Skip to main content
ARS Home » Midwest Area » Peoria, Illinois » National Center for Agricultural Utilization Research » Crop Bioprotection Research » Research » Publications at this Location » Publication #216538

Title: Fermentation: Prelude to success in the formulation of bioactive agents

item Schisler, David
item Dunlap, Christopher
item Jackson, Mark
item Slininger, Patricia - Pat

Submitted to: Symposium Proceedings
Publication Type: Proceedings
Publication Acceptance Date: 12/5/2007
Publication Date: 12/6/2007
Citation: Schisler, D.A., Dunlap, C.A., Jackson, M.A., Slininger, P.J., Zhang, S., Boehm, M.J. 2007. Fermentation: Prelude to success in the formulation of bioactive agents [abstract]. First International Domestication of Microorganism (DOM) Symposium on Microbial Formulation, Uppsala, Sweden. p. 6.

Interpretive Summary:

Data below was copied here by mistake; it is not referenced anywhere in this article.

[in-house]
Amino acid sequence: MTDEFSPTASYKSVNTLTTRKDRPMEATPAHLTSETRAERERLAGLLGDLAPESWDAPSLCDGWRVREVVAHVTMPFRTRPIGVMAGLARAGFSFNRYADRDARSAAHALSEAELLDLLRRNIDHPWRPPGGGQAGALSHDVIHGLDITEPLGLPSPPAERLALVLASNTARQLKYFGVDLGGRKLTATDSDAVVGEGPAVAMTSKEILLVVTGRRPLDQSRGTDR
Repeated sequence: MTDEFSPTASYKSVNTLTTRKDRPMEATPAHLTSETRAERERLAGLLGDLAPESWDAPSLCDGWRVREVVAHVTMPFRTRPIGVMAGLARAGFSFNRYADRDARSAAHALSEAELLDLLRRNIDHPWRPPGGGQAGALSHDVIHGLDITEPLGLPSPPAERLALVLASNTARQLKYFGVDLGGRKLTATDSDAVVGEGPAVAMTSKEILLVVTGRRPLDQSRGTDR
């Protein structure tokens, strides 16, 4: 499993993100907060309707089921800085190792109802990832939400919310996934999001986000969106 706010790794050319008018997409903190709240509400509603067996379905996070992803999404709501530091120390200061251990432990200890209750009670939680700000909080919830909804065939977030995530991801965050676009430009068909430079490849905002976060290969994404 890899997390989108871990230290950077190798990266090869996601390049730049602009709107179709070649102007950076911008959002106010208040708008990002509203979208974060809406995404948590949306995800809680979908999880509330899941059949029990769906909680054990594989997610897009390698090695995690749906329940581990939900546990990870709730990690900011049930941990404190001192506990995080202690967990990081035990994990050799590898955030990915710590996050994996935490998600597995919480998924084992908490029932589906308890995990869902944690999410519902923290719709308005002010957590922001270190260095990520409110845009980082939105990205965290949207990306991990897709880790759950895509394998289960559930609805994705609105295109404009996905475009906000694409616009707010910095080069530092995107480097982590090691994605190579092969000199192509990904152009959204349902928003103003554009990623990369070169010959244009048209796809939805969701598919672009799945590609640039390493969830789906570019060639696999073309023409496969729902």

Technical Abstract: In spite of the enormous potential of biological control for solving intractable pest control problems, relatively few biocontrol products have been commercialized. Our research addresses a serious impediment to bringing effective biocontrol products to the marketplace; the lack of adequate methodologies for selecting efficacious strains and producing biomass with enhanced amenability to the stresses of commercial-scale production and formulation. To select microbial strains more suited for commercial development, we designed screening techniques that were sensitive to both liquid culture process economics and biological function of the end product. This allowed us to focus limited resources only on agents that were superior performers under prevailing conditions of commercial production. Once putative biocontrol agents have been selected, fermentation protocols can have significant ramifications regarding the quantity, quality, and type of biomass produced. Our studies with Colletotrichum truncatum NRRL 13737, a filamentous fungal pathogen of the noxious weed hemp sesbania (Sesbania exaltata), showed that lowering the carbon-to-nitrogen (C:N) ratio of the liquid, conidiation medium influenced spore yield, morphology, and efficacy in inciting disease in S. exaltata. Because maintaining the conidial shelf-life of C. truncatum proved problematic, fermentation protocols were modified toward high aeration and carbon loading which resulted in the production of microsclerotia-like mycelial aggregates (MS). Unlike conidia, MS had exceptional shelf-life in an air-dried, diatomaceous earth formulation. Microsclerotia killed hemp sesbania seedlings, when incorporated into soil, by germinating sporogenically to produce conidia that in turn germinated to infect root systems. Management of the fermentation environment also impacts the performance and characteristics of biomass of yeast biocontrol agents. Yeast Cryptococcus flavescens OH 182.9 reduces Fusarium head blight (FHB) severity on wheat by as much as 60 percent and deoxynivalenol in grain by nearly 30 percent in field experiments. The carbon loading and C:N ratio of fermentation media were optimized to enhance the efficacy and drying tolerance of OH 182.9 biomass. We further discovered that prolonged cold adaptation (28 hours) of colonized culture broth at 15 C enhanced the storage stability and efficacy of an OH 182.9 product. Cold adaptation of biomass improved the liquid hyperosmotic shock tolerance of cells and altered the temperature dependence of their osmotic shock tolerance. Fluorescence anisotropy and force curves from atomic force microscopy suggested that cold adaptation significantly altered the cell membranes of OH 182.9. In other studies, the feasibility of obtaining the efficacy advantages of microbial mixture formulations by conducting bi- and tripartite, mixed-strain yeast fermentations was assessed. Growth curves of each component strain of mixed cultures were determined by plating on a melezitose-based medium. A co-culture of OH 182.9 and C. aureus OH 71.4 that reached equivalent cell densities significantly reduced (32 percent) FHB disease severity in multiple greenhouse experiments. The possibility of obtaining superior efficacy and cost benefits with mixed-strain fermentation products justifies further evaluation of this approach.